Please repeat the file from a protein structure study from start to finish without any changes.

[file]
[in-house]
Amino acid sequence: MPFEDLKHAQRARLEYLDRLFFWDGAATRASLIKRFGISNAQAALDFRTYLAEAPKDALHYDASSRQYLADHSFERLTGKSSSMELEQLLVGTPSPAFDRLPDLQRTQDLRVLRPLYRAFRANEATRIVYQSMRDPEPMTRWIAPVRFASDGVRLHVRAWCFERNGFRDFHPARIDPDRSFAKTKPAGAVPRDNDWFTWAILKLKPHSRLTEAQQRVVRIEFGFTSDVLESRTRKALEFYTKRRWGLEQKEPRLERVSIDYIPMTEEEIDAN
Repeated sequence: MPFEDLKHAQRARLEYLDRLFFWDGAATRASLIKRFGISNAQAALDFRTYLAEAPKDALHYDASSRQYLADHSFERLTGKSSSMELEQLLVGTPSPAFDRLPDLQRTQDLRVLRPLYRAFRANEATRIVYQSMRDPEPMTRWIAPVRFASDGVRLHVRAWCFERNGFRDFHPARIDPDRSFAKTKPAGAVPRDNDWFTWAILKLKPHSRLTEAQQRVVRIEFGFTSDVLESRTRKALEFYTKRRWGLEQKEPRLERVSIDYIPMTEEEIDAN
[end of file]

[in-house]
Amino acid sequence: MPFEDLKHAQRARLEYLDRLFFWDGAATRASLIKRFGISNAQAALDFRTYLAEAPKDALHYDASSRQYLADHSFERLTGKSSSMELEQLLVGTPSPAFDRLPDLQRTQDLRVLRPLYRAFRANEATRIVYQSMRDPEPMTRWIAPVRFASDGVRLHVRAWCFERNGFRDFHPARIDPDRSFAKTKPAGAVPRDNDWFTWAILKLKPHSRLTEAQQRVVRIEFGFTSDVLESRTRKALEFYTKRRWGLEQKEPRLERVSIDYIPMTEEEIDAN
Repeated sequence: MPFEDLKHAQRARLEYLDRLFFWDGAATRASLIKRFGISNAQAALDFRTYLAEAPKDALHYDASSRQYLADHSFERLTGKSSSMELEQLLVGTPSPAFDRLPDLQRTQDLRVLRPLYRAFRANEATRIVYQSMRDPEPMTRWIAPVRFASDGVRLHVRAWCFERNGFRDFHPARIDPDRSFAKTKPAGAVPRDNDWFTWAILKLKPHSRLTEAQQRVVRIEFGFTSDVLESRTRKALEFYTKRRWGLEQKEPRLERVSIDYIPMTEEEIDAN